And as much as trying to prove that adventures like hers are accessible to the ordinary person, she also wants to show that by committing to doing the things we love, we’ll be happy. ‘We’re taught not to be so self-indulgent, and not to do the things that we really want to be doing, which is crazy,’ Lucy exclaims.
Nevertheless, by doing what she loves – travelling, solo, across the world – Lucy has been on the receiving end of many bewildered looks and awkward remarks, she tells me. ‘I love it when someone comes up to me and says a solo woman travelling alone isn’t safe, because then I get to have a conversation with them and say, you know what, you’re right, it’s not safe to go out if you’re not prepared and you don’t know what you’re doing, but I’m really glad that you’re talking to me about this, because I can tell you what I do that makes it safer for me.’
When we discuss the safety of solo female travellers, Lucy’s hard-nosed pragmatism reveals itself again, and rather than denying the risk exists, she explains how she minimises it. ‘It’s about education,’ she says. By never arriving or leaving town at the weekends, Lucy minimises the likelihood of encountering locals when they’re drinking. She also tells me that as soon as she arrives in town she befriends a woman, and makes that known to the rest of the town. And when she’s couch-surfing, Lucy never stays with anyone who doesn’t have any references. ‘The women that I’ve spoken to, and have had that conversation with, have been my most fierce followers,’ she says.
When I ask Lucy if she’s learnt anything about herself during her two and half years on the road in extreme environments, she giggles. ‘I haven’t, I’m so sorry. I’m still that same dirtbag child, getting myself into tangled situations, jumping from one fire into the next as I always have.’ It’s clear that Lucy loves what she’s doing. It’s hard – harder than most people can imagine – but it’s immensely rewarding, and most importantly, freeing.
Lucy’s not living up to any societal expectations, just the expectations she sets for herself. She isn’t dependant on money; quite the opposite, she’s dependent on herself, and her own skills and resilience. In situations like the ones Lucy has chosen to pit herself against, money wouldn’t solve many problems anyway, rather the quick-thinking, problem-solving nature of an individual.
‘My resilience is my safety net,’ she says. ‘Because no matter how deep in mud I am, I know that I have a really high threshold for suffering, and faith in myself that I can find a solution.
‘I don’t need much,’ she continues. ‘I don’t think anything is beneath me, and in that sense I’m very happy to live a very frugal life so that I can pursue this challenge, and this adventure, to see if it’s possible for me to walk the length of the world.’
As is the case with many long-term record-setting expeditions, Lucy’s journey has snowballed into something far greater than just the record attempt itself. Lucy is no longer walking for herself, but for the thousands of people who are supporting her on her journey, whether they be complete strangers or her closest friends and family in Australia. ‘When I left, I was definitely going for the world record. But now, there are so many people giving me support and genuine care and love, that now I’m walking more because I’m inspiring people and I find that really fulfilling.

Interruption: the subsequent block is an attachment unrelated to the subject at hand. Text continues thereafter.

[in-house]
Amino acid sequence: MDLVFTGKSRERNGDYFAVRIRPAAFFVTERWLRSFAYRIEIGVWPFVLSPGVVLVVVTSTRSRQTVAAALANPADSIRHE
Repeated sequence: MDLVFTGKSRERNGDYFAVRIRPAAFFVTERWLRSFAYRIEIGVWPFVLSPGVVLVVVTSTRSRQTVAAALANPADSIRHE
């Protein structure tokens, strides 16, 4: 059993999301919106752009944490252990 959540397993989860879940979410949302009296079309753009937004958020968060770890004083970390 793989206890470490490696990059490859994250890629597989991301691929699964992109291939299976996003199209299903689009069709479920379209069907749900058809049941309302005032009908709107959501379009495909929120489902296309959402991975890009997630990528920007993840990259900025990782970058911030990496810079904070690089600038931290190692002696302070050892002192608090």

‘People really have been buying into this expedition. They love that it’s a world first, they love that it’s something anyone could do, and I’m not just here to show it’s possible for women, it’s to show everyone that the worst-case scenario isn’t so bad. If you do the things that you want, you’re going to be OK.’
That’s not to say that Lucy would opt for a permanent record-setting life on the road – she certainly wouldn’t. She has every intention to return to her ‘ordinary’ life in Australia, working for Geoscience Australia, living in a house with a garden, and having a fridge with food in it.
‘I miss having somewhere to nest and having a safe place. Having my own sanctuary, where I don’t have to face the threats that I face every day, where I can relax and drop my guard. Being able to have a house and a garden, and having things that I know where they are, and knowing where I’m going to sleep at night, and knowing there’s food in the fridge, are things I really look forward to having when I go home.’
Continuing the expedition whilst knowing that her friend is undergoing treatment for breast cancer has been tremendously difficult for Lucy. I ask her if she would consider ending the expedition for this reason, and she says yes, all her friend has to do is say the word. But as Lucy sagely explains: ‘The people who are negative in your life probably never liked you in the first place, and the people who are worth not doing things for would never let you not do them.’ It’s softness mixed with strength that makes a true adventurer, and indeed in a world-changer.
Next up, Lucy plans to change from walking with a cart to using a backpack, a challenge that will see her body adapt and change again. Her gear is constantly wearing out, and being in such remote areas, it is difficult for her to access the right gear. She asks that any traveller going her way consider dropping off a bag of gear to her. She says the adventure cycling community has been exceptionally helpful at this up until now. A $50,000 donation would also go a long way, she says, with another giggle.
She’s also on the lookout for a filmmaker. ‘Female adventurers don’t get much attention,’ she says. ‘The best thing would really be to have some sponsorship to have a film made to document this, because it is an historic achievement, and it would be really nice to see it given as much recognition as other male achievements.’